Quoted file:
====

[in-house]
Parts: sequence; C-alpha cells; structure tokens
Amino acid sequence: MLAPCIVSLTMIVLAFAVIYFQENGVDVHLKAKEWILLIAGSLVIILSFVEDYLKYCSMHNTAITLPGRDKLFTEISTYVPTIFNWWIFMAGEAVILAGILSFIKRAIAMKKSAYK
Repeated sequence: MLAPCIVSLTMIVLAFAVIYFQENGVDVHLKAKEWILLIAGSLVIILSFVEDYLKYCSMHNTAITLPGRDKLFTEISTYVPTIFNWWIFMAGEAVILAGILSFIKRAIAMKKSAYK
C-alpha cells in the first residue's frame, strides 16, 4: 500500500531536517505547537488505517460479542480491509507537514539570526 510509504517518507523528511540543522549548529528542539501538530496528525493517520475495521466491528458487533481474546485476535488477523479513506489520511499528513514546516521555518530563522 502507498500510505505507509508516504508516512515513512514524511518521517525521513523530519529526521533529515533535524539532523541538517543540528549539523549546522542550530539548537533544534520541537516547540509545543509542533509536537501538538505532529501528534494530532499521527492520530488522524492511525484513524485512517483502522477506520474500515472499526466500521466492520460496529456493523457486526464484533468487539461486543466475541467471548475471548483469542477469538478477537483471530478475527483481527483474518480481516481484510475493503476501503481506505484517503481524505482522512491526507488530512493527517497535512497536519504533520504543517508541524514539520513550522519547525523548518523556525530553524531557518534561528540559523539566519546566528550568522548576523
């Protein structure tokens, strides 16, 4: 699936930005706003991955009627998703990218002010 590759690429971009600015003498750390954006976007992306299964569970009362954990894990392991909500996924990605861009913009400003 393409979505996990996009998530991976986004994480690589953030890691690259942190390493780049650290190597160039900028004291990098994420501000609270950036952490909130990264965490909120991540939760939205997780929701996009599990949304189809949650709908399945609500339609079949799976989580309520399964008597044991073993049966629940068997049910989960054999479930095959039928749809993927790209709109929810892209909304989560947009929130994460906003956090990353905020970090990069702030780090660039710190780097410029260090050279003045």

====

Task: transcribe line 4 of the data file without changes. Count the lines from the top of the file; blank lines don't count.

Repeated sequence: MLAPCIVSLTMIVLAFAVIYFQENGVDVHLKAKEWILLIAGSLVIILSFVEDYLKYCSMHNTAITLPGRDKLFTEISTYVPTIFNWWIFMAGEAVILAGILSFIKRAIAMKKSAYK